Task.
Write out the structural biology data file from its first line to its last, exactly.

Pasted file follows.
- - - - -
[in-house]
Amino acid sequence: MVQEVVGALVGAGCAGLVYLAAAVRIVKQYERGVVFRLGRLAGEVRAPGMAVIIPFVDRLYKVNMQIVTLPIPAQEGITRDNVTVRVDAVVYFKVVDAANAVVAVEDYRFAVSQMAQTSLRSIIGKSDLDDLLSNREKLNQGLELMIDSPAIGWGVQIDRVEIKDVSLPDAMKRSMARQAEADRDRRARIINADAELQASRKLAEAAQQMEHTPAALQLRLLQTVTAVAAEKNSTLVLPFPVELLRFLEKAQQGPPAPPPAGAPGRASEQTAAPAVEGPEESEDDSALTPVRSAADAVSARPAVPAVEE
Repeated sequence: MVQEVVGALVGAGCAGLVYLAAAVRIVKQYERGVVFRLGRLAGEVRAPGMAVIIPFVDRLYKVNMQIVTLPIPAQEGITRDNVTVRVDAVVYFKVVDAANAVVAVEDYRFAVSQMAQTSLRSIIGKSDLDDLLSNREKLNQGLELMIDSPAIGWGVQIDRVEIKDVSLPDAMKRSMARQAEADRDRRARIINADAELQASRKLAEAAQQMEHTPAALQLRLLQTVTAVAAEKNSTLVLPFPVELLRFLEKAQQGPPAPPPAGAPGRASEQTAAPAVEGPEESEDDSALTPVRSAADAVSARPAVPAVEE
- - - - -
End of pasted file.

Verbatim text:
[in-house]
Amino acid sequence: MVQEVVGALVGAGCAGLVYLAAAVRIVKQYERGVVFRLGRLAGEVRAPGMAVIIPFVDRLYKVNMQIVTLPIPAQEGITRDNVTVRVDAVVYFKVVDAANAVVAVEDYRFAVSQMAQTSLRSIIGKSDLDDLLSNREKLNQGLELMIDSPAIGWGVQIDRVEIKDVSLPDAMKRSMARQAEADRDRRARIINADAELQASRKLAEAAQQMEHTPAALQLRLLQTVTAVAAEKNSTLVLPFPVELLRFLEKAQQGPPAPPPAGAPGRASEQTAAPAVEGPEESEDDSALTPVRSAADAVSARPAVPAVEE
Repeated sequence: MVQEVVGALVGAGCAGLVYLAAAVRIVKQYERGVVFRLGRLAGEVRAPGMAVIIPFVDRLYKVNMQIVTLPIPAQEGITRDNVTVRVDAVVYFKVVDAANAVVAVEDYRFAVSQMAQTSLRSIIGKSDLDDLLSNREKLNQGLELMIDSPAIGWGVQIDRVEIKDVSLPDAMKRSMARQAEADRDRRARIINADAELQASRKLAEAAQQMEHTPAALQLRLLQTVTAVAAEKNSTLVLPFPVELLRFLEKAQQGPPAPPPAGAPGRASEQTAAPAVEGPEESEDDSALTPVRSAADAVSARPAVPAVEE